Don’t let fake travel reviews spoil your Christmas getaway

CHOICE is warning consumers to be on the lookout for fake hotel reviews this holiday season following a report that online user-generated content is the most-trusted source for reviews other than personal recommendations from friends.

The warning comes following reports in May this year that the general manager of communications for Accor hotels in the Asia-Pacific region was caught posting more than 100 positive reviews on TripAdvisor for Accor hotels around the world.

“The boom in hotel review sites has given rise to the practice of ‘astroturfing’ or the writing of fake reviews by companies to promote their own accommodation,” says CHOICE Head of Media Tom Godfrey.

In the US, the New York Attorney General recently levied hefty fines on 19 companies that wrote fake online reviews and created fake online profiles for businesses. Both the ACCC and NSW Fair Trading are looking in to similar practices here.

“Second to friends, people place their trust in reviews before editorial content, ads, marketing, and government sponsored tourism websites. Yet US-based Trip Advisor, the world’s biggest online travel review service, has no plans to improve its verification processes.”

Third party verification has begun to crop up in the face of questions asked about the authenticity of user-generated reviews. UK based Feefo is changing the game in the UK through its partnership with Expedia Europe. Feefo Head of Marketing Paul Cranston told CHOICE it’s a matter of ensuring the customer is actually a reviewer with a transaction identification reference or evidence there has been a commercial relationship.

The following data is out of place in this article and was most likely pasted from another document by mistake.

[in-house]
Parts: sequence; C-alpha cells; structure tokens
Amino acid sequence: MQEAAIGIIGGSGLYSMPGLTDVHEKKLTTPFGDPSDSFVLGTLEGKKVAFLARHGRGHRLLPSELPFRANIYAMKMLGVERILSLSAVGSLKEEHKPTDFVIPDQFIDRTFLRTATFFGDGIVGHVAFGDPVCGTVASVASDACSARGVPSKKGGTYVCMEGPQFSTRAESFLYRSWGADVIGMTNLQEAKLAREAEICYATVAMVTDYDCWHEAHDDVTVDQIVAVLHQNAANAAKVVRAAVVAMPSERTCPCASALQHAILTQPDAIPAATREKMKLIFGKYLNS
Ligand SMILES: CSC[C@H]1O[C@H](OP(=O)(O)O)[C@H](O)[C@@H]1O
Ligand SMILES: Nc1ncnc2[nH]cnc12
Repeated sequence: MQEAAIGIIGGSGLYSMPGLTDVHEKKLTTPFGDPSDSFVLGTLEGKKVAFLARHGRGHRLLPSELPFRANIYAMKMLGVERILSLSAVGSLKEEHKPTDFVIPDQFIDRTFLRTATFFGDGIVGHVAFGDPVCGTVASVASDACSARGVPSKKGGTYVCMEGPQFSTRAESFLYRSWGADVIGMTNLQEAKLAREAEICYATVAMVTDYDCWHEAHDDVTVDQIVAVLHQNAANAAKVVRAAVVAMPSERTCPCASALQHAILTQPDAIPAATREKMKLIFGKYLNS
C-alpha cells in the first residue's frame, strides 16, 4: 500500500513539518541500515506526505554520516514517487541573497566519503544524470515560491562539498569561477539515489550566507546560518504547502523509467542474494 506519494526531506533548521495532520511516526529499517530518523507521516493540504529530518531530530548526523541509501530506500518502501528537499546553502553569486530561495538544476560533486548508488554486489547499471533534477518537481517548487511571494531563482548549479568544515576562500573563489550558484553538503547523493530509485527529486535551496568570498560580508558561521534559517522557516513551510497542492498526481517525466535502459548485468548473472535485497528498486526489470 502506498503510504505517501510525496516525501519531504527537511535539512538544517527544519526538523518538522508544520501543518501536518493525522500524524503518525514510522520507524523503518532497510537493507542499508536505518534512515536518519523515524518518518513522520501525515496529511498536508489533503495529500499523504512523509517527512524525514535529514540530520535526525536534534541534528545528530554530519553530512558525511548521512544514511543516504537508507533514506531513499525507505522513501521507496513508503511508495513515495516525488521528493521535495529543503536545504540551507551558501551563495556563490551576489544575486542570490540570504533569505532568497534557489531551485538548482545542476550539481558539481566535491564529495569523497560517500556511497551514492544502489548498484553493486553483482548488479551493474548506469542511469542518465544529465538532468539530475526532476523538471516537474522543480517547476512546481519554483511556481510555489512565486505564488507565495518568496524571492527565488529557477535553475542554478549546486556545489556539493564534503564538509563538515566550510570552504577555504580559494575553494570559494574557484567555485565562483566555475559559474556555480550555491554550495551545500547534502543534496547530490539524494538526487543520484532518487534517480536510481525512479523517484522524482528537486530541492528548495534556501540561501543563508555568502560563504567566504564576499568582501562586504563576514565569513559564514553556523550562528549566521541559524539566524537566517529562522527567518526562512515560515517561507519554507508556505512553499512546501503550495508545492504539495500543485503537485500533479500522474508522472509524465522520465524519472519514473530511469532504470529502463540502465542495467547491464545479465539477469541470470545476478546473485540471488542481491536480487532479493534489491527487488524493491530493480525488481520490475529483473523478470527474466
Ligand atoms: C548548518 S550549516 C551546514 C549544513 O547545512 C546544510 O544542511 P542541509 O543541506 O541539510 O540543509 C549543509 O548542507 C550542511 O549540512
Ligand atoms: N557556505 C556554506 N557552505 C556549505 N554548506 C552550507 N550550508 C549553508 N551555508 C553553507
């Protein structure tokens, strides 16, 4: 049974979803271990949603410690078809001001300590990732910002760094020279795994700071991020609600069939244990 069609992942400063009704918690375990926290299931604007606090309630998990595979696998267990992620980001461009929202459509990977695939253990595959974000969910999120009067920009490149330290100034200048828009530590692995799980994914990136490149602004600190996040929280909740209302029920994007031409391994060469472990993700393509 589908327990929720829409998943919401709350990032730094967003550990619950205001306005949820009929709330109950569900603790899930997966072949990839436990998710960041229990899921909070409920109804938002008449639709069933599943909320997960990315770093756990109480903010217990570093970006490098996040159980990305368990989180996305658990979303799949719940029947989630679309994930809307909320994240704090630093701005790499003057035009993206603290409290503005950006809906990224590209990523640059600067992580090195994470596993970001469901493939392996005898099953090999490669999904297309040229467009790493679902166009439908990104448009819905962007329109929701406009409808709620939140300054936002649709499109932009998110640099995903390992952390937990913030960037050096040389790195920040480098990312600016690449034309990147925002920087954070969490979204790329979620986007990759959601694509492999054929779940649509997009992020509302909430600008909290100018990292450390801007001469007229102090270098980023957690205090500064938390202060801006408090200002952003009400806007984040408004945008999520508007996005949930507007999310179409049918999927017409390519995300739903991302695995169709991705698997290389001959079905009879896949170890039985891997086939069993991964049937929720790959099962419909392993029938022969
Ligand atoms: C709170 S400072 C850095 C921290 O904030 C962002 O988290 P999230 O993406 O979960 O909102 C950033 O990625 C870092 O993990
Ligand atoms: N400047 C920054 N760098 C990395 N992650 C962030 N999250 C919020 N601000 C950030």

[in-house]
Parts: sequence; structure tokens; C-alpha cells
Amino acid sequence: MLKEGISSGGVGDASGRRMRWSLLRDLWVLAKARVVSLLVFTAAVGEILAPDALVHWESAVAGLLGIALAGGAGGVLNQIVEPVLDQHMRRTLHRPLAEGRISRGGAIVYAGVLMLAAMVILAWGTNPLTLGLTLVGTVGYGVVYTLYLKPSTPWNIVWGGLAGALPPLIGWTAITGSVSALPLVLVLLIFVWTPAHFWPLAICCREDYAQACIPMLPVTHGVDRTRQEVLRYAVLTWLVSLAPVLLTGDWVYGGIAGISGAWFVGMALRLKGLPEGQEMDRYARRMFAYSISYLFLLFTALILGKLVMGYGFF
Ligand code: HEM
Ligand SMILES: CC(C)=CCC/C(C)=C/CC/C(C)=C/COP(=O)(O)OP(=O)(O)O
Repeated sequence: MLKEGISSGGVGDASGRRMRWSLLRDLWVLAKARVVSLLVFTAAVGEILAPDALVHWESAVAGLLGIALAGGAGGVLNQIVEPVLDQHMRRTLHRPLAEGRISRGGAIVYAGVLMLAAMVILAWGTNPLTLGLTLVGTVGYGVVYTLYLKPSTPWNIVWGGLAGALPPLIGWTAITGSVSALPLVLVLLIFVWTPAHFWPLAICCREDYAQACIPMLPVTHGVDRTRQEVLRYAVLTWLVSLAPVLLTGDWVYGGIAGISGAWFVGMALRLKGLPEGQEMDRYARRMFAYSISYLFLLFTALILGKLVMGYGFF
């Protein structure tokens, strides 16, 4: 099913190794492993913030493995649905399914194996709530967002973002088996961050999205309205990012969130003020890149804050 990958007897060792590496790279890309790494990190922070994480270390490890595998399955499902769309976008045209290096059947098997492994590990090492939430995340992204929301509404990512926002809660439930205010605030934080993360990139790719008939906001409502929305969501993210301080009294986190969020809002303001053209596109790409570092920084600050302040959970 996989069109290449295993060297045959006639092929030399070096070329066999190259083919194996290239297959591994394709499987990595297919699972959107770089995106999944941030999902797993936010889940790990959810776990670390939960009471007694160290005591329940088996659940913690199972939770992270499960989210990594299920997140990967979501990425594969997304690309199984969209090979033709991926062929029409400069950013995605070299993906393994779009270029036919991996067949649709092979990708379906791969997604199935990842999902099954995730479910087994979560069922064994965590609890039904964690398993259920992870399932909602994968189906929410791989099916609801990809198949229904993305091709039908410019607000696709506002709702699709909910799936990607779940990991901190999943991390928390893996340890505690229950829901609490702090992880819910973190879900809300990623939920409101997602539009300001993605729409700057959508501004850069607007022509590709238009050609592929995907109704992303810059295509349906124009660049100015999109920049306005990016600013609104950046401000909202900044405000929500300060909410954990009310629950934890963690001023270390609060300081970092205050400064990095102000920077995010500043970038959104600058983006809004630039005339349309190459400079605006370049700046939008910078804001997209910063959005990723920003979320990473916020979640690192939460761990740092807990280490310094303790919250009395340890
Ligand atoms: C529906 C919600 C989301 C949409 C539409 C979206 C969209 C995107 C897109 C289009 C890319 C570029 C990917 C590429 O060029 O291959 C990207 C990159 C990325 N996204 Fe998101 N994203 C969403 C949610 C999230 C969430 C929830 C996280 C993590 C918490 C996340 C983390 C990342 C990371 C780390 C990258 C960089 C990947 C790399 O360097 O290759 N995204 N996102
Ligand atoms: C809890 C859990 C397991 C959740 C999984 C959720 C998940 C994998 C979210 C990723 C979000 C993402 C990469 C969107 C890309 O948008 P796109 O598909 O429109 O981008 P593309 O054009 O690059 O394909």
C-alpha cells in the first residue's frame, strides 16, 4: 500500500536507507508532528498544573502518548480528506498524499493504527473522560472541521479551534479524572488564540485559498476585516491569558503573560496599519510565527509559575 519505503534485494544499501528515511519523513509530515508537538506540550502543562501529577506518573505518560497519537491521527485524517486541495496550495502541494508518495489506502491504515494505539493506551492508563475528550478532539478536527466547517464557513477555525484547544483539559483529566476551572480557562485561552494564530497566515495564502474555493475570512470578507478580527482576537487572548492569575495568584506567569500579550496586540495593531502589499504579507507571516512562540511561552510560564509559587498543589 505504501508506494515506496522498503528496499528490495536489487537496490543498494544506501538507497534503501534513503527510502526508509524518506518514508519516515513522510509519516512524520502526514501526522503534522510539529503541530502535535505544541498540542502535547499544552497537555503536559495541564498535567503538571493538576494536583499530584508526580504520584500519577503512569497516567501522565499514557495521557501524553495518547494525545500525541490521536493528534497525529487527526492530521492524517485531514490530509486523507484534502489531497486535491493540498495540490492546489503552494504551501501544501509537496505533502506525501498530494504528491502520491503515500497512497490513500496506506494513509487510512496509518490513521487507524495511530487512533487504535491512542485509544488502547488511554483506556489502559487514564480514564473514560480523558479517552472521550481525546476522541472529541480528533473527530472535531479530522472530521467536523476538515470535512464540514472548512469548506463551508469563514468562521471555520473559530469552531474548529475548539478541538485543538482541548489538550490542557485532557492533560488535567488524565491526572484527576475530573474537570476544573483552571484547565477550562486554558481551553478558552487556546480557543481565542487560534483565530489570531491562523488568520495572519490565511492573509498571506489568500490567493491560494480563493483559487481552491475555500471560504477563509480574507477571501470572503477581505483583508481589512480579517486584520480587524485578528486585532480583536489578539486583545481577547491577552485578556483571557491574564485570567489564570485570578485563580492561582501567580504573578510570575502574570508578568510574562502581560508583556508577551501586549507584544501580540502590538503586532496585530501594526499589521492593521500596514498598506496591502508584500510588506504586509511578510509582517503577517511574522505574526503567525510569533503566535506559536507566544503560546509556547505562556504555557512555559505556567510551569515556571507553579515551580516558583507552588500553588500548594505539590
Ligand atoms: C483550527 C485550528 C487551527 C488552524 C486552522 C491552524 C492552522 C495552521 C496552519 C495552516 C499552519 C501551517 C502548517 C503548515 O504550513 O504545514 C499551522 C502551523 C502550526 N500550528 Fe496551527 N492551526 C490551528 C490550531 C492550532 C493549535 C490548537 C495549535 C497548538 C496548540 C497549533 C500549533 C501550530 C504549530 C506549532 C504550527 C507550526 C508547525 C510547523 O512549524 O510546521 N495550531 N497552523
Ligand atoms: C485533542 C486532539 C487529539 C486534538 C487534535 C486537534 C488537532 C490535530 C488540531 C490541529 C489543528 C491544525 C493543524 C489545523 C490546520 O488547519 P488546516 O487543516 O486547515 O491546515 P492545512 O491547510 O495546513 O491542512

When CHOICE contacted Expedia Australia to find out whether it would be adopting a verification process to ensure trustworthiness, they were grilled by a third-party PR agency on behalf of Expedia, and they didn’t get any answers to our questions.

CHOICE also contacted, Travelocity and Orbitz to ask whether they had any processes in place to verify the authenticity of reviews. Despite repeated follow up attempts only got back to us with public relations rep Taylor Cole saying ‘Once the stay is completed, we send the guest a link so they can write a review. No incentive is offered for this information.’

In February 2012 UK’s Advertising Standards Authority (ASA) forced Trip Advisor to drop claims such as ‘reviews you can trust’ and ‘trusted advice from real travelers’ from its website. Unfortunately for Aussie travelers the regulatory action only applied to Trip Advisor’s UK site.

Since the 2012 ruling Trip Advisor has repeatedly defended the reliability of its site. “Trip Advisor has used sophisticated filters and behavioral modeling. Our large and passionate community of 260 million monthly visitors let us know if they see something amiss” says Trip Advisor spokesperson Jean Ow-Yeong.

However in July this year the company was flagrantly caught out when a UK restaurant that had received rave reviews and increasingly high rankings over a couple of months turned out not to exist.

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